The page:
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JBO Letters

Laser speckle contrast imaging of cerebral blood flow in freely moving animals

[+] Author Affiliations
Peng Miao

Shanghai Jiao Tong University, School of Biomedical Engineering, 800 Dongchuan Road, Shanghai, 200240, China

Hongyang Lu, Qi Liu, Yao Li

Shanghai Jiao Tong University, Med-X Research Institute, 1954 Huashan Road, Shanghai, 200030, China

Shanbao Tong

Shanghai Jiao Tong University, School of Biomedical Engineering, 800 Dongchuan Road, Shanghai, 200240, China

Shanghai Jiao Tong University, Med-X Research Institute, 1954 Huashan Road, Shanghai, 200030, China

J. Biomed. Opt. 16(9), 090502 (September 01, 2011). doi:10.1117/1.3625231
History: Received May 20, 2011; Revised July 16, 2011; Accepted July 19, 2011; Published September 01, 2011; Online September 01, 2011
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* Address all correspondence to: Shanbao Tong, Shanghai Jiao Tong University, Med-X Research Institute, 1954 Huashan Road – Shanghai, Shanghai 200030 China; Tel: +86-21-34205138; Fax: +86-21-34204717; E-mail: shanbao.tong@gmail.com.

We designed a miniature laser speckle imager that weighs ∼20 g and is 3.1-cm high for full-field high-resolution imaging of cerebral blood flow (CBF) in freely moving animals. Coherent laser light illuminates the cortex through a multimode optical fiber bundle fixed onto the supporting frame of the imager. The reflected lights are then collected by a miniature macrolens system and imaged by a high-resolution CMOS camera at a high frame rate (50 fps). Using this miniature imager, we achieve high spatiotemporal resolution laser speckle contrast imaging of CBF in freely moving animals in real time.

Figures in this Article

As a full-field high-resolution optical imaging technique,12 laser speckle contrast imaging (LSCI) has gained increasing attention in the neuroscience community.3 It is used for monitoring cerebral blood flow (CBF) under different physiological45 or pathological68 conditions. Until recently, the use of almost all CBF monitoring devices equipped with LSCI has been restricted to anesthetized animals.9 Anesthesia always introduces various types of physiological changes such as local blood flow changes10 and suppression of CBF response,11 which may result in biased experimental results. LSCI has shown its considerable potential in the study of the cerebral blood flow;3,78,12 therefore, the head-mounted imager for small animals facilitates the study of cerebral blood flow changes without anesthesia.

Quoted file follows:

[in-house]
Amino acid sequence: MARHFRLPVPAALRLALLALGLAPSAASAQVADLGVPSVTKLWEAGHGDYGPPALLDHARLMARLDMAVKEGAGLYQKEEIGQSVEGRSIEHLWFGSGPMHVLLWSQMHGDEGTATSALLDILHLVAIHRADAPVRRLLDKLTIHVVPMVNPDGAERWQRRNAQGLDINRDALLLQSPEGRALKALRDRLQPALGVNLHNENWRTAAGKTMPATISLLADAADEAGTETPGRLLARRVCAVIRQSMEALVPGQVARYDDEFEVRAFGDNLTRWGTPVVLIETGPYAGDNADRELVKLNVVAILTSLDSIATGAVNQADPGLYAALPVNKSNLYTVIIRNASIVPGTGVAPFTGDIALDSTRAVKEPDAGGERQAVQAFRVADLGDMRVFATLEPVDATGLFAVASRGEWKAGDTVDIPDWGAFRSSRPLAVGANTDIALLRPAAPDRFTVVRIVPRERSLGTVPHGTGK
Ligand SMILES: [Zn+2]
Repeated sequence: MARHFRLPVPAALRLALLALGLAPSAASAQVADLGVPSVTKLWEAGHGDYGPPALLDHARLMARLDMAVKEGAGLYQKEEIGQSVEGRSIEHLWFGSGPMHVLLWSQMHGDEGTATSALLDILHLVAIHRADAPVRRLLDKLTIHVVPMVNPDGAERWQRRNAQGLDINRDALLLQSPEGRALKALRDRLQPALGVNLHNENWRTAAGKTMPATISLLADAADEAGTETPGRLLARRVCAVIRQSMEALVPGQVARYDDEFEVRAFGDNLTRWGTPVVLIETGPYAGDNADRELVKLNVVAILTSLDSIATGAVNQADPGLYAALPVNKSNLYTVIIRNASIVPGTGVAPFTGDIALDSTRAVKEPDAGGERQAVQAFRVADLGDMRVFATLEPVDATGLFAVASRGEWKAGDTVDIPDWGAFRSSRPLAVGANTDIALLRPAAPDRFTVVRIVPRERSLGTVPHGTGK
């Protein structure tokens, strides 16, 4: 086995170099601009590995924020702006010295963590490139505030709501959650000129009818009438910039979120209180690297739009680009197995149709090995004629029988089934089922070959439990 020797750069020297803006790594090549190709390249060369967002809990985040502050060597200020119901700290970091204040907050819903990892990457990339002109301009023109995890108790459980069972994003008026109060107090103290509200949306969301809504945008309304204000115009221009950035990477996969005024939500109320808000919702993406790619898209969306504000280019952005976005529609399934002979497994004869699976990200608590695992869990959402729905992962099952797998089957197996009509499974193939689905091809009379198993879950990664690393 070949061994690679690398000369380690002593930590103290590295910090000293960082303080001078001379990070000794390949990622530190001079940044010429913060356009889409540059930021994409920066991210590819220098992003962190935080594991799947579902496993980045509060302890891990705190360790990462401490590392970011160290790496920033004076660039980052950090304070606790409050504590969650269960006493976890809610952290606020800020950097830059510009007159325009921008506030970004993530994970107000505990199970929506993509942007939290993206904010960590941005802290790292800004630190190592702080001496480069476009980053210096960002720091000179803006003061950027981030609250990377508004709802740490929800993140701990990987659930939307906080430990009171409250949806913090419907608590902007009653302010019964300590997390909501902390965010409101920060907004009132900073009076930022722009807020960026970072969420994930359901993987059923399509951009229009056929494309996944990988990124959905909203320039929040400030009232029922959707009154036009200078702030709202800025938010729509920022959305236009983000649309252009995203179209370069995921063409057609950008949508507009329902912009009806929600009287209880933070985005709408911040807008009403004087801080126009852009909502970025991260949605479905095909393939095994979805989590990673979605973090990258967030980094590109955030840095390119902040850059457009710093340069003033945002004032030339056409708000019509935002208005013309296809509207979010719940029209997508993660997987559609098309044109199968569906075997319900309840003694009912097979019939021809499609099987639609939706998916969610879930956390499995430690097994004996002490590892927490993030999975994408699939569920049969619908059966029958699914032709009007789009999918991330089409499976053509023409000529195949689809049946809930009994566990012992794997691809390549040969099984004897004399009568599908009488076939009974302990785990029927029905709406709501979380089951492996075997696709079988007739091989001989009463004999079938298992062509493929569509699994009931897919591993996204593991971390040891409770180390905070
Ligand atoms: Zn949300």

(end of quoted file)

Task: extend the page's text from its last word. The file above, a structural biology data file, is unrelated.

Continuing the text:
Two major challenges are encountered in designing a laser speckle imager for small fully conscious animals. First, the imaging system, which includes an optical fiber bundle, macrolens system, and imaging sensor and circuits, should be sufficiently small and lightweight. Second, severe motion artifacts must be corrected. These problems occur only to a minimal extent in anesthetized animals, but are exacerbated under free motion. To overcome the above-mentioned problems, we designed a miniature head-mounted laser speckle imager (20 g) that can monitor the real-time neurovascular changes in freely moving small animals, such as rats.